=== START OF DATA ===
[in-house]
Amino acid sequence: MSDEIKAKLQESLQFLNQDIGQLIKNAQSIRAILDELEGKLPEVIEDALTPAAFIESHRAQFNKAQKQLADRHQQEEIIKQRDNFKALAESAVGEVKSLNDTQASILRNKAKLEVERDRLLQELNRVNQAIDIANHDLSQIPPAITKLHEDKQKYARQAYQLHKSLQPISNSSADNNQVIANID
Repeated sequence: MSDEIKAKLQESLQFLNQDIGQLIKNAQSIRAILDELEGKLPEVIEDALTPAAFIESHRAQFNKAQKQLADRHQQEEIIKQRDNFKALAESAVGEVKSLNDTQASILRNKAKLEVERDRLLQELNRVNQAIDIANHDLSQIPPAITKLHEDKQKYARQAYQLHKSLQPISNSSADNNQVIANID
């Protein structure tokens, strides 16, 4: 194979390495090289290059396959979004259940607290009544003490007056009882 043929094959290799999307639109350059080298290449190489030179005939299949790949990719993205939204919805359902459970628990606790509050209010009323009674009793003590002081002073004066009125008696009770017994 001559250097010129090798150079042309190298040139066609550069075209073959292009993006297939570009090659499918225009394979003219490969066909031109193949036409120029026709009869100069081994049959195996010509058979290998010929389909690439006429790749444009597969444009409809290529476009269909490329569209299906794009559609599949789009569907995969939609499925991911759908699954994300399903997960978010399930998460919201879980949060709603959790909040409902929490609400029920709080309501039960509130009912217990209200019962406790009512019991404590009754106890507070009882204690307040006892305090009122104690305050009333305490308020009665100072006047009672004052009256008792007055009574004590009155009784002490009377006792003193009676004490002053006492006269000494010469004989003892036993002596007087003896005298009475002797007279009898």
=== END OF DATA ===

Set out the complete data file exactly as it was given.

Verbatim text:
[in-house]
Amino acid sequence: MSDEIKAKLQESLQFLNQDIGQLIKNAQSIRAILDELEGKLPEVIEDALTPAAFIESHRAQFNKAQKQLADRHQQEEIIKQRDNFKALAESAVGEVKSLNDTQASILRNKAKLEVERDRLLQELNRVNQAIDIANHDLSQIPPAITKLHEDKQKYARQAYQLHKSLQPISNSSADNNQVIANID
Repeated sequence: MSDEIKAKLQESLQFLNQDIGQLIKNAQSIRAILDELEGKLPEVIEDALTPAAFIESHRAQFNKAQKQLADRHQQEEIIKQRDNFKALAESAVGEVKSLNDTQASILRNKAKLEVERDRLLQELNRVNQAIDIANHDLSQIPPAITKLHEDKQKYARQAYQLHKSLQPISNSSADNNQVIANID
């Protein structure tokens, strides 16, 4: 194979390495090289290059396959979004259940607290009544003490007056009882 043929094959290799999307639109350059080298290449190489030179005939299949790949990719993205939204919805359902459970628990606790509050209010009323009674009793003590002081002073004066009125008696009770017994 001559250097010129090798150079042309190298040139066609550069075209073959292009993006297939570009090659499918225009394979003219490969066909031109193949036409120029026709009869100069081994049959195996010509058979290998010929389909690439006429790749444009597969444009409809290529476009269909490329569209299906794009559609599949789009569907995969939609499925991911759908699954994300399903997960978010399930998460919201879980949060709603959790909040409902929490609400029920709080309501039960509130009912217990209200019962406790009512019991404590009754106890507070009882204690307040006892305090009122104690305050009333305490308020009665100072006047009672004052009256008792007055009574004590009155009784002490009377006792003193009676004490002053006492006269000494010469004989003892036993002596007087003896005298009475002797007279009898």